Ren notes in the same issue that every member of the Knights can "touch the Shadow," which means they're all Dark Side users to varying degrees, something the Visual Dictionary also confirms, while noting that their limited abilities would have also made them good candidates to be Imperial Inquisitors once upon a time. In The Rise of Skywalker #2, during his battle with the Knights, Luke Skywalker notes that they "use the Dark Side like a hammer."
That sense of blunt, unhoned power seems to be a key part of the visual and philosophical approach of the Knights. They are not concerned with advancing themselves as students of the Force. They are not concerned with pledging themselves to any particular side — The Visual Dictionary also notes that they only follow Kylo Ren, and will not listen to any First Order commanders — or any cause other than their own. The Knights just are, marauding through the galaxy and taking what they want.
This carries over into their overall look as well as their weapons, as each of the Knights carries their own particular set of tools to maximize fear, intimidation, and effectiveness in battle. The Visual Dictionary also offers names that we can finally match to those individual helmets. There's Vicrul, with his gridlike facemask, scythe, and penchant for using the Dark Side to heighten his opponents fear. There's Cardo, with his arm cannon and blaster aimed at deliver duel-wielding fury at as large an area as possible. There's Ushar, with his dented helmet and massive studded club. There's Trudgen, with his massive blade augmented with ultrasonic technology for extra cutting power. There's Kuruk, with his long distance rifle and helmet that limits his peripheral vision to maximize his focus. And finally, there's Ap'lek, with his skeletal mask and ancient Mandalorian pole axe.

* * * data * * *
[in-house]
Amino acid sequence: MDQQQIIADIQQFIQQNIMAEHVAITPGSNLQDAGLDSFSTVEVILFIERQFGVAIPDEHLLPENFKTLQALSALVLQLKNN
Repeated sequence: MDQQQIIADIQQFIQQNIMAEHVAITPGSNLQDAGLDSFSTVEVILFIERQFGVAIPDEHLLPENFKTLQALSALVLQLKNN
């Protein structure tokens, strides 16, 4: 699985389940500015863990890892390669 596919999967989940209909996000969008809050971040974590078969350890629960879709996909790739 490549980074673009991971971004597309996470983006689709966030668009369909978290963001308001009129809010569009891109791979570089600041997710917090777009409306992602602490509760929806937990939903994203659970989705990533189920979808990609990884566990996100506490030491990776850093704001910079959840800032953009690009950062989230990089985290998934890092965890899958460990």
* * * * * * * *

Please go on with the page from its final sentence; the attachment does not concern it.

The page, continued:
Each Knight's weaponry and armor tells the story of the path of destruction they've cut. Trudgen, for example, has part of an Imperial Death Trooper's helmet grafted onto his own, to let the world know he killed one of them once. Some of them prefer ranged weapons and others prefer to fight up close, but none of them have simply picked up a weapon and adopted it without some kind of modification first. It's all customized to fit them, often crudely so, and that gives the Knights a sense of handmade horror that the gleaming Praetorian Guard just didn't have. They're here to do a lot of things, but looking nice in uniforms isn't one of them.
So, we can glean from all of this that the Knights are — or were, as the case may be — an order of beings who really only care about destruction and consumption, and they may have been doing that for hundreds of years. What we don't know yet -- and what adds even more mystery to their group — is why. It makes sense that a Force-sensitive criminal would want to join their ranks and hide behind a mask and a new identity now, but how did it get started? What is "The Ren" and how does it differ from the Dark Side? Is it all just smoke and mirrors to scare people into taking them seriously? We don't know, but we hope there's more to the story that we'll see in later expanded universe releases.
Though their life on the big screen was brief, the Knights of Ren add a layer of rich dread to the world of the sequel trilogy, as long as you're willing to do a little extra reading.